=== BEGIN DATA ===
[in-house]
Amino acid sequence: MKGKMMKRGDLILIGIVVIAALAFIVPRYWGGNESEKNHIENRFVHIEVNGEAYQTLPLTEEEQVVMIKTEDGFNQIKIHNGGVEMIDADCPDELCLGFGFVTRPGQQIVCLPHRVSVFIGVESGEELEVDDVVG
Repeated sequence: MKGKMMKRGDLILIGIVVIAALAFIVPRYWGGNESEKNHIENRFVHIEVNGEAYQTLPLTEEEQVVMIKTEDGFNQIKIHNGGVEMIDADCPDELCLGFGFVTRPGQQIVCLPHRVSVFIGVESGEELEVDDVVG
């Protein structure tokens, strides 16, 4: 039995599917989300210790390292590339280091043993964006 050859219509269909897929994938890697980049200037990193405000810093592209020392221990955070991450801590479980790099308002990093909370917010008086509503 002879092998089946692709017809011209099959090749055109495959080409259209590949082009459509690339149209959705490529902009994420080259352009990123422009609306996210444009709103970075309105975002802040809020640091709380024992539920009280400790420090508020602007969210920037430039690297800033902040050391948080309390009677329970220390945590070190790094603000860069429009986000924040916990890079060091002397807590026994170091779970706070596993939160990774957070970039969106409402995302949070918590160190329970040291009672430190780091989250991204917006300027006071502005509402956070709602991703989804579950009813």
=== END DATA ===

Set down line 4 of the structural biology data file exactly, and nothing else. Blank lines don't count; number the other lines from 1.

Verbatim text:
């Protein structure tokens, strides 16, 4: 039995599917989300210790390292590339280091043993964006 050859219509269909897929994938890697980049200037990193405000810093592209020392221990955070991450801590479980790099308002990093909370917010008086509503 002879092998089946692709017809011209099959090749055109495959080409259209590949082009459509690339149209959705490529902009994420080259352009990123422009609306996210444009709103970075309105975002802040809020640091709380024992539920009280400790420090508020602007969210920037430039690297800033902040050391948080309390009677329970220390945590070190790094603000860069429009986000924040916990890079060091002397807590026994170091779970706070596993939160990774957070970039969106409402995302949070918590160190329970040291009672430190780091989250991204917006300027006071502005509402956070709602991703989804579950009813």